European Commission president denies defence irregularities
Von der Leyen denies squandering hundreds of millions as German defence minister
European Commission president Ursula von der Leyen at the Bundestag in Berlin on Thursday. Photograph: Bernd von Jutrczenka/AP
European Commission president Ursula von der Leyen has denied claims that, in her previous role as German defence minister, she squandered hundreds of millions of euro on consultants.
Ms von der Leyen was testifying at a Bundestag inquiry into how she steered efforts to modernise the German military and address chronic problems in the acquisition and maintenance of equipment.
Opposition parties have accused her of ignoring procurement procedures and of potentially destroying evidence on ministerial mobile phones wiped when she departed last year for Brussels.
In five hours of closed testimony on Thursday, Ms von der Leyen admitted that mistakes were made in procurement procedures, and that considerable sums were spent on outside consultants. But problems were later identified and addressed, she said, and consultant bills were the price for an expedited, overdue reform of Germany’s armed forces.
“It is all the more regrettable . . . that mistakes were made,” she said. “But a lot of good was achieved.”
Digitising the military, in particular boosting cybersecurity, was begun on her watch and, “was not possible without outside help”, she said. She defended her practice of bringing in consultants, even hiring a McKinsey partner as a senior adviser, saying that “support and consultant services have always existed in the defence ministry”.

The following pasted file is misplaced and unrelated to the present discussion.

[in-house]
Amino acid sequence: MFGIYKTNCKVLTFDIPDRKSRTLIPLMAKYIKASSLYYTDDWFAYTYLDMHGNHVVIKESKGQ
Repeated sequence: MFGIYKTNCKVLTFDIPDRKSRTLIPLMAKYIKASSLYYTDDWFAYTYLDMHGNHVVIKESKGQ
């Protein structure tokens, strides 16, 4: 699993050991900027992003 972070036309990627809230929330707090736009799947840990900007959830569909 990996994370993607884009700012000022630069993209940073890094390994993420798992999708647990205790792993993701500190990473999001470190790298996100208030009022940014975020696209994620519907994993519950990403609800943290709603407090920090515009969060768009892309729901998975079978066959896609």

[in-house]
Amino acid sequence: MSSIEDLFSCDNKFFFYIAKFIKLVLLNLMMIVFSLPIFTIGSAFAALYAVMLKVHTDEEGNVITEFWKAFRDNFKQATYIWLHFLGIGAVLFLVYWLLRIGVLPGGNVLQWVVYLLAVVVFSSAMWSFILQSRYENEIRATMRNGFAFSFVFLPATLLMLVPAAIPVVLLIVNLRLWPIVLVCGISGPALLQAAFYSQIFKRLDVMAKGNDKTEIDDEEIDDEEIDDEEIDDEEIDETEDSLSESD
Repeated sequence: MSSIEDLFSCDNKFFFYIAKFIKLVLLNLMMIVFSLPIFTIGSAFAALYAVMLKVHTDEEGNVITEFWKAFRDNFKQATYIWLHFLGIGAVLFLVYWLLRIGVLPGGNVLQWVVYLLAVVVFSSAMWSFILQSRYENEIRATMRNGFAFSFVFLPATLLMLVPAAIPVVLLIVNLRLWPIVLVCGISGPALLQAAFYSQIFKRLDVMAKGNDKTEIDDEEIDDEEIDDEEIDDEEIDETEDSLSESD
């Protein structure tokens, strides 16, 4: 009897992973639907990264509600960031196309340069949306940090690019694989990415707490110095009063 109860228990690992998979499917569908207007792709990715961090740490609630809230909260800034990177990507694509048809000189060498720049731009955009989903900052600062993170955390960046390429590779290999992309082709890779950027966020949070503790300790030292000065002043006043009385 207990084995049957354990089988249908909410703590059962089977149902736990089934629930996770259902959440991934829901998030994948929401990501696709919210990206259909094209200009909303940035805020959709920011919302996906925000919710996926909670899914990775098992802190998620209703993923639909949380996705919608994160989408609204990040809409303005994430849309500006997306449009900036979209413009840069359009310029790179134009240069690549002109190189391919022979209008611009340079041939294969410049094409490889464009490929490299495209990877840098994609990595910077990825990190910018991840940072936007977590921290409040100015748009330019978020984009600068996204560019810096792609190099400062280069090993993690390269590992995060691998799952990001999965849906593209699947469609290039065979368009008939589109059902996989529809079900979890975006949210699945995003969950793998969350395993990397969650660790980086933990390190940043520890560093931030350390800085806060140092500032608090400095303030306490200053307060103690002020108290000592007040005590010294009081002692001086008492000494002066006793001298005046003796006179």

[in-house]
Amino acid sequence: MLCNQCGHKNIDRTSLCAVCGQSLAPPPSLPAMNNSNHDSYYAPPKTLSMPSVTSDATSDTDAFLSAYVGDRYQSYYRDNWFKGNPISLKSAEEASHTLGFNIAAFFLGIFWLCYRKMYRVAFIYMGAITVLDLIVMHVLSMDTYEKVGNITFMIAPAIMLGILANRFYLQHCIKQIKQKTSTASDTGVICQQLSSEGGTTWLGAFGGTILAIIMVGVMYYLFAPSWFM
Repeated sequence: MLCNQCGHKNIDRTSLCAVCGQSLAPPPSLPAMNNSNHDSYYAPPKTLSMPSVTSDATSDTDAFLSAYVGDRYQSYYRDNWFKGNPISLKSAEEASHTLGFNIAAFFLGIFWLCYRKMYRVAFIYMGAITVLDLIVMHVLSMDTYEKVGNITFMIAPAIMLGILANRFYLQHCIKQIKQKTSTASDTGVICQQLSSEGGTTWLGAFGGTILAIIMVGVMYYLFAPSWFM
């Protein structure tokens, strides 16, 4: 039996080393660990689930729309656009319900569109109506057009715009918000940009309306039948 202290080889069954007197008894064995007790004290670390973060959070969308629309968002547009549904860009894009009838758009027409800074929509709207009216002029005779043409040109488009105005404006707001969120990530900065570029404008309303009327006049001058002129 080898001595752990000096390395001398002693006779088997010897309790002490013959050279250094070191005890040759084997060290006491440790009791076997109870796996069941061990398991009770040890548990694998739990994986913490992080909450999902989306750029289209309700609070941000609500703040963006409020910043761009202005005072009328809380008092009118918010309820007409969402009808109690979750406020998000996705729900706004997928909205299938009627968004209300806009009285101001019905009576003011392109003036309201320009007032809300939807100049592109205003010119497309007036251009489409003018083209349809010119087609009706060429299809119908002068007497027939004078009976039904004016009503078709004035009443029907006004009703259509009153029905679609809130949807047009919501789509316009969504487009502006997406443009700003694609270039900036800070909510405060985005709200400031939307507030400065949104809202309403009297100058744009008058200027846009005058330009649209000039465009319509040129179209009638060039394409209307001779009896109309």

Her term as defence minister saw a steep rise in consultant costs, peaking at €155 million in the first half of last year alone. This was almost as much as all other 13 ministries combined.
Quizzed about her official phones, the former minister said she handed them back on leaving Berlin and was not aware that all data on them would be deleted. She doubted they contained any information vital to the investigation.
Ms von der Leyen left without speaking to the waiting media, leaving opposition MPs in her wake to fume at the “homeopathic doses” of her self-criticism.
“The former minister spoke in abstract terms about mistakes,” said Tobias Lindner of the opposition Green Party. “but there was no readiness to name concrete mistakes or take responsibility.”
The commission president was the last of more than 30 witnesses heard by the inquiry, which has also inspected more than 4,000 files. In a previous sitting it heard testimony from Katrin Suder, a former consultant hired by Ms von der Leyen in 2014 as armaments state secretary.
Her tasks included streamlining procurement processes to stem chronic cost overruns on major equipment acquisitions. Investigators accuse Ms Suder of not revealing that she was friends with the head of a management consultation that received multimillion-euro IT contracts. Reports claim her friend’s bills to the ministry jumped in a short time from €459,000 to €20 million.
Ms Suder, who left the ministry in 2018, said she had made her friendship known. Ms von der Leyen said on Thursday she was not aware of this. Asked if she thought Ms Suder influenced the awarding of contracts, she said: “I assume not”, adding that contract decisions were “way below my level”.